In historiography, steam energy is given great importance for creating favored conditions for the emergence of both capitalism and modernity. However, it is noteworthy that, as Mitchell says there are no sociological-political analyses of the fossil fuels that led to the steam revolution. More importantly, and equally interestingly, there is a lack of studies on the history of fossil fuels, such as coal, which were main raw materials used to produce the steam revolution. As Mitchell rightfully says, raw materials played a crucial role in the formation of both public and political environments. Although it is already public knowledge that there are solid relations between the oil-producing oligarchs of the Middle East and the ruling class of Western democracy, there are few critical works on the history of the relations between the autocratic leaders of the oil-rich Middle Eastern countries and the Western powers, especially the U.S. In this regard the history of fossil fuels is of great importance to understand the socioeconomic path of the current situation in the region. For this reason, Mitchell’s work can be considered enlightening.

In my opinion, one of the thought-provoking questions that we can derive from the book is that, as the oil resources are starting to run out (although there are complicated views on this too), how will world economies build upon such changes? Obviously in the case of such a big change, political life would also be dramatically changed. However, Mitchell prefers not to talk on this issue with much detail.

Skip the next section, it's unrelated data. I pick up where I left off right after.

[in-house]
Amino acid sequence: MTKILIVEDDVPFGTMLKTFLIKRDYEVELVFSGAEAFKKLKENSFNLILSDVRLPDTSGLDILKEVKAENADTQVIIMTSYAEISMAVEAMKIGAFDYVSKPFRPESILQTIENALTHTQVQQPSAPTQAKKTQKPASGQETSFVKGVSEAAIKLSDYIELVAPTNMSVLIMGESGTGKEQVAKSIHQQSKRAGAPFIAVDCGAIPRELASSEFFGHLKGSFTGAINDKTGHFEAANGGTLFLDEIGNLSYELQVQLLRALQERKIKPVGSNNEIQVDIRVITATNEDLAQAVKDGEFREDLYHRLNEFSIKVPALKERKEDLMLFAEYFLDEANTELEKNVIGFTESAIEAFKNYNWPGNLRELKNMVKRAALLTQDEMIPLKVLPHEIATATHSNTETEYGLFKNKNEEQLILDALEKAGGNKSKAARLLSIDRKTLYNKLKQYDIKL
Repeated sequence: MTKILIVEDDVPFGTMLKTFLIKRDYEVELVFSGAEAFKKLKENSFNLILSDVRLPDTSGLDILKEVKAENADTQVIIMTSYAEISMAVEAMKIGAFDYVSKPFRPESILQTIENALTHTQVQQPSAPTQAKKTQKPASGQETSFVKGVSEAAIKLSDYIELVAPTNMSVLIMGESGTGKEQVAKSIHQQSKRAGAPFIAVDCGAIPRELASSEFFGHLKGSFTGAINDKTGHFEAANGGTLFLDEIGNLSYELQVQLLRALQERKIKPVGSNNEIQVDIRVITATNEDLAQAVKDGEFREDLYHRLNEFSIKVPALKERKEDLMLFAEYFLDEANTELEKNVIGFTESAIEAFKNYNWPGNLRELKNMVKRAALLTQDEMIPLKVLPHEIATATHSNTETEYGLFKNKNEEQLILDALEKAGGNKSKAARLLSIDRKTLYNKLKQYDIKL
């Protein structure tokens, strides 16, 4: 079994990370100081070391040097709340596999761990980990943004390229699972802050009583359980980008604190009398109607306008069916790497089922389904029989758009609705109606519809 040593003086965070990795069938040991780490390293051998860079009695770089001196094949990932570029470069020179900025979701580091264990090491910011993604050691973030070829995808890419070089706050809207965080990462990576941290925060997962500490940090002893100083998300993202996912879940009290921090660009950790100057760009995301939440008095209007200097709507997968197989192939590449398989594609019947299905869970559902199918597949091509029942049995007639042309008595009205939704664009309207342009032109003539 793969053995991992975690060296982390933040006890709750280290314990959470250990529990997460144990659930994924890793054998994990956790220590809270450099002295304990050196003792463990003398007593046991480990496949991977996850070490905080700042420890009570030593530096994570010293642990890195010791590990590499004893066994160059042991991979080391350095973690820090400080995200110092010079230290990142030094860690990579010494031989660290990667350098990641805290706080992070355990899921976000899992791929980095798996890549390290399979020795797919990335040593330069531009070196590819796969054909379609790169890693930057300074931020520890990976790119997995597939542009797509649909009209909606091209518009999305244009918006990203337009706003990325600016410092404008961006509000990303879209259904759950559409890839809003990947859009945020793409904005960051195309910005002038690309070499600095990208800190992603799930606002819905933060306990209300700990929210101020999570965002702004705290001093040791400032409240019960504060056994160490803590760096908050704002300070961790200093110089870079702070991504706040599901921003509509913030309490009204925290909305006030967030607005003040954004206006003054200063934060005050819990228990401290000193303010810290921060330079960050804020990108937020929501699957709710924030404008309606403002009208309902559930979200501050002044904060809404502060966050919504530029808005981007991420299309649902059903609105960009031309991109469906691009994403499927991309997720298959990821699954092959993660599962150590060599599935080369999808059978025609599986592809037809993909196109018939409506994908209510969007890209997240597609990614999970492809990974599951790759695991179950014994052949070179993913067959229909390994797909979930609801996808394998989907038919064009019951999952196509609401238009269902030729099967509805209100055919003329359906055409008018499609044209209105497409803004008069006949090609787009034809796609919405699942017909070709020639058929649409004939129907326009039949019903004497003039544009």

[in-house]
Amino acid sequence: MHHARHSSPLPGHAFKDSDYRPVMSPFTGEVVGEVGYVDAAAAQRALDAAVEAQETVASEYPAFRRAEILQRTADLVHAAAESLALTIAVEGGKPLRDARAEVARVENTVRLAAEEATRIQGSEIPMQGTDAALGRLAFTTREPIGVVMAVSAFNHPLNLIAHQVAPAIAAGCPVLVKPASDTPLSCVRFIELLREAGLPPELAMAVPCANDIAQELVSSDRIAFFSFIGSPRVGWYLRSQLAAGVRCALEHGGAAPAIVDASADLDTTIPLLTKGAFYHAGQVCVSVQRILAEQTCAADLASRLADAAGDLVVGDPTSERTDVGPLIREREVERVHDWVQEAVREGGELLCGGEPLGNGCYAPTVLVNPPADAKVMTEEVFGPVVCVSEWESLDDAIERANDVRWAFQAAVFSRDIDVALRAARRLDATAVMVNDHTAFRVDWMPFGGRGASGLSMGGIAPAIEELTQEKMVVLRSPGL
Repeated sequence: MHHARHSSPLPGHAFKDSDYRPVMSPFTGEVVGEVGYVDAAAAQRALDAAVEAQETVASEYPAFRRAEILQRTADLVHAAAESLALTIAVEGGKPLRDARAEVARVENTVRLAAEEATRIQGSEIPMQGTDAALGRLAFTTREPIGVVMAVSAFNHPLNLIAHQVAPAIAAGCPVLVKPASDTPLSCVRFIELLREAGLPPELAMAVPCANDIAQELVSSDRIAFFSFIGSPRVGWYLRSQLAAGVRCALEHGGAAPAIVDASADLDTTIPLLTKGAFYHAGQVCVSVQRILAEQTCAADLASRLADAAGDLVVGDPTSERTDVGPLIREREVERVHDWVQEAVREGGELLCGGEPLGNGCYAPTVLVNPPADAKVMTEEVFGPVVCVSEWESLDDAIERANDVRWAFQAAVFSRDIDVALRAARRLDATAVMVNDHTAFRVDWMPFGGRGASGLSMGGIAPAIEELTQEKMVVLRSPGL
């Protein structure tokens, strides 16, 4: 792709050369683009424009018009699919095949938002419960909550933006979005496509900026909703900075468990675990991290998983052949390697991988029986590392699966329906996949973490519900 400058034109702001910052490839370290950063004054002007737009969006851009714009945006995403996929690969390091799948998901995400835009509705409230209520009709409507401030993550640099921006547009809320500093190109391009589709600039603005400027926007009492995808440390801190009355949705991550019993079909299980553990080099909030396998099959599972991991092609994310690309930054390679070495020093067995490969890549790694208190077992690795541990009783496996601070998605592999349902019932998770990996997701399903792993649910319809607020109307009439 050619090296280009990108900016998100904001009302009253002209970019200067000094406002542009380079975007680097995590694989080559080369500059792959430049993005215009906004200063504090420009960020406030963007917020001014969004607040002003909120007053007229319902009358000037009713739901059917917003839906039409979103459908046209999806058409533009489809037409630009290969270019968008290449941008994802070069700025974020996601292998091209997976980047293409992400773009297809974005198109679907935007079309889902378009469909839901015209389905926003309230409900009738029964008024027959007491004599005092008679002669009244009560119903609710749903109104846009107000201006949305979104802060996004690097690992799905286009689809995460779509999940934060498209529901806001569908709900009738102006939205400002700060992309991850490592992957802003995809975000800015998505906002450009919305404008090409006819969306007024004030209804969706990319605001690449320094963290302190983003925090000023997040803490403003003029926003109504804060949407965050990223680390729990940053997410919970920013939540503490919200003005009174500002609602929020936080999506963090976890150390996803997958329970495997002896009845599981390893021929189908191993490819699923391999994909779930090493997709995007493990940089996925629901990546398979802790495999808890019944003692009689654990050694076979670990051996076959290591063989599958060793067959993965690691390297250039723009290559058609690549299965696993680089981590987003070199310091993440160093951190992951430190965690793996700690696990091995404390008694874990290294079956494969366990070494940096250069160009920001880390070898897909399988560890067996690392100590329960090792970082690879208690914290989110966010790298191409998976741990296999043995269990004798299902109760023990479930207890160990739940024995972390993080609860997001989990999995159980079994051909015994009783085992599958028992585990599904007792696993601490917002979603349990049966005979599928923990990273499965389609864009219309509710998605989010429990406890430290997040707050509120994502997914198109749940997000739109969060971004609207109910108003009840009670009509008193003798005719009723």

Moreover, there are some other, perhaps minor, issues that Mitchell neglected and did not give enough stress. For instance, although he mentions a “resource curse,” the author did not develop the question of transparency in the oil industry of the Middle Eastern countries which are not the pioneers in the world democracy rankings. As Andrew Barry mentions in his article “Transparency as a Political Device,” “The principle of transparency and its application to the oil industry could provide the key to the solution, as we shall see, to the problem of the ‘resource curse’, which is said to blight both the economic performance and political stability of the resource-rich countries, fostering violence and corruption.”[3] I would argue that transparency should be part of the book as Mitchell already criticizes undemocratic politics. However, it is interesting to see that Mitchell is more interested in criticizing the U.S. government for intervening in the internal politics of the Middle Eastern countries rather than criticizing domestic politics of the authoritarian regimes in the region. Interestingly, he gives less space to the real problems of those countries which, in fact, are not related (at least not directly) to the foreign intervention, but to their own failures in handling social and economic crises.